certificates of improvements, for  the purpose of
obtaining crown grants of the above claims.
And further take 1 otice that action, under section 37, must be commenced before, the issuance
of such Certificates of Improvements.
Dated this 28th day of December, A.D. 1905.
GOOD
RIGS
HUNTER'S
FEED S UVEflffiiK
Thos. Hunter, Proprietor.'
Christmasf
:-t« Perfumes
The Standard Jiftll
THE
Quaker Brand
FRUITS and VEGETABLES
You cannot miss it Vvheh you select
from Our Fine Assortment. We
have them in all styles and sizes at
very reasonable prices.  ^ &|
The City Drugstore
J®GvMT®l;
are grown and packed
among the Quaker commu=
nity of Prince Edward
Colony, Ontario,
The Garden
of the Bay of Quinte District
celebrated for growing
the finest flavored fruits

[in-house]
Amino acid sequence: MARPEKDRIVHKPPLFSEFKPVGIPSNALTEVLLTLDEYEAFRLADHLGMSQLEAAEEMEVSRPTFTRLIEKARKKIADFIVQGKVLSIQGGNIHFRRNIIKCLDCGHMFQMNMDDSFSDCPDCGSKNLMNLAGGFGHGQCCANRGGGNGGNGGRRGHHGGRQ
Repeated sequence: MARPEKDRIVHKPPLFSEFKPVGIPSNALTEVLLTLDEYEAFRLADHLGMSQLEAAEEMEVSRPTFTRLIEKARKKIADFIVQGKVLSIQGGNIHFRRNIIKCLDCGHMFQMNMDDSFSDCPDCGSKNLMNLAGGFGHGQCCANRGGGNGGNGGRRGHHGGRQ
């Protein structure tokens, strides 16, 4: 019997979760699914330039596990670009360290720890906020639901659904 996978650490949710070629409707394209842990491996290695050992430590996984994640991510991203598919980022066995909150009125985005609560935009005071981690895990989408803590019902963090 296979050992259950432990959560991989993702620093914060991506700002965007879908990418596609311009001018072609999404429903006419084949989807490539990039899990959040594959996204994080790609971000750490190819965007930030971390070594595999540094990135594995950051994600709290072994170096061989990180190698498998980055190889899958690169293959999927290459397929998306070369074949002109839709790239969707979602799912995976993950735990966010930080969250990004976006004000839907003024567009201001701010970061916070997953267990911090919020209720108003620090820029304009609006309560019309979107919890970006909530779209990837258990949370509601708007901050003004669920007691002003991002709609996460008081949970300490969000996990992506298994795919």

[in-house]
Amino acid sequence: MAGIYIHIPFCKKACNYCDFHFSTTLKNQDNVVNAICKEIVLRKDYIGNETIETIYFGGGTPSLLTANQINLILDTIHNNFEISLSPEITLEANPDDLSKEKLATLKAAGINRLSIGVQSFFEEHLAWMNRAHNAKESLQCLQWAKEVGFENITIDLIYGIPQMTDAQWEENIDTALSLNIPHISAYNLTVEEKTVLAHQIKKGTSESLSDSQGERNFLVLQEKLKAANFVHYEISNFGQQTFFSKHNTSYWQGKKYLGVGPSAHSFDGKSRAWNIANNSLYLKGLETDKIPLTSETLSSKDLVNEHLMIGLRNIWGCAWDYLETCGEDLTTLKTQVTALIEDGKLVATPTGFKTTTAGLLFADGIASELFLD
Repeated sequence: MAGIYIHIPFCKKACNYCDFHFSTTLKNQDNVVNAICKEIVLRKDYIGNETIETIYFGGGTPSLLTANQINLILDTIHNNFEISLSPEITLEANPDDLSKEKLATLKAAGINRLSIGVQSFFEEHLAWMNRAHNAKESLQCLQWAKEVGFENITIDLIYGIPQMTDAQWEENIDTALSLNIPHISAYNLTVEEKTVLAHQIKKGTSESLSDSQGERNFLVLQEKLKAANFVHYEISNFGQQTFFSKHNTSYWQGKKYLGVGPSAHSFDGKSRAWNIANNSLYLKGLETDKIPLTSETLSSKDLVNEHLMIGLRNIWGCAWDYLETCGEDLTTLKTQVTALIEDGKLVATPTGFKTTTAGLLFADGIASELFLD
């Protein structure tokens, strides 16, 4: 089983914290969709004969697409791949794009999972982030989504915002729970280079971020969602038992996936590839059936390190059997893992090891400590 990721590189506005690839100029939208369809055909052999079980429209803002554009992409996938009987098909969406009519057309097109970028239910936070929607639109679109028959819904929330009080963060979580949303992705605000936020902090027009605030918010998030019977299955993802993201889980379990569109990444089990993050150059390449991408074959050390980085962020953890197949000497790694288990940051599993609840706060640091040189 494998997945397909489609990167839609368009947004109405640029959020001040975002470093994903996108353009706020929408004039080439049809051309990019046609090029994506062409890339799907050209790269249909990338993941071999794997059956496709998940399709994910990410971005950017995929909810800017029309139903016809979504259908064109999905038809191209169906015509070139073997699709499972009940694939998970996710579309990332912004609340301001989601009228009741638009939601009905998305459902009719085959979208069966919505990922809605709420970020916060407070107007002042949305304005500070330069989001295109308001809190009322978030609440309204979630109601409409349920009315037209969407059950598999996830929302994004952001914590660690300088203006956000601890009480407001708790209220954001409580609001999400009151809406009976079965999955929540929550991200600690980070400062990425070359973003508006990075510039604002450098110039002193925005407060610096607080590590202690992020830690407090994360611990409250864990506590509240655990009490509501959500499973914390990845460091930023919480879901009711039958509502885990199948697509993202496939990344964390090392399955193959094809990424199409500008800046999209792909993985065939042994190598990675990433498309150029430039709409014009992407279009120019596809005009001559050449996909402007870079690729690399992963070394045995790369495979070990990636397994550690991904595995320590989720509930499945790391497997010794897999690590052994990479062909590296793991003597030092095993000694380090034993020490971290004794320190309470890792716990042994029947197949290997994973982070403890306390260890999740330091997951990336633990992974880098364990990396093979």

and vegetables
H in the worlds
J. KT- CAMPBELL.
PRINCETON'''   "   - -~
B.C.
A meeting of the board of-trade willjoe
held Monday night.
WINKLER
Offices: Penticton
and-Princeton.
Correspondence
Solicited.
REAL
ESTATE and
MINES
Bought &Sold
& MOHR
ft a. W*fi. _<£   . &
£
<$/# **
*
NOTICE.
NOTICE is hereby given that, 60 days after
date, I intend to apnly to the Hon. Chief
Commisskner of Lands ai d Woik< to "purchase
80 acres of pasture land, situate in the Nicola
division ot" Yale district and described as follows:*
Commencing at the S W. corner of lot f 1$$ thence
south 40 chains, east 20 chains north 40 chains,
w;st 20 chains t > point of commencement-.-"■*
ROBERT DICKSON, Applicant.
March ro, 1906.
F.W. PROVES
A. R, COLL., SC.   D.,
Civil and Mining Engineer
PROVINCIAl LAND SURVEYOR.
Map of Surveyed Claims on Copper
and Kennedy Mts. and Surveyed
Lands around Princeton: Price, $2.
PRINCETON.     -        - B. C.
All reliable grocers sell them,   ask for them,
and take no substitute, |
for there's none just as goocL
'^    ^    ^     ^<      «i£      e^      e^^e^e^
THE
flank of Montreal
l^^ii^apital all paid up, $14,400,000.      Rest, $10,000,000.
^^^lito Profit and Loss Account, $801,855—Total Assets, $158,232,409.
HOiS^RARYTRESIDENT.Rt. Hon. Lord Strathcona and Mount Royal, G.C.M.G.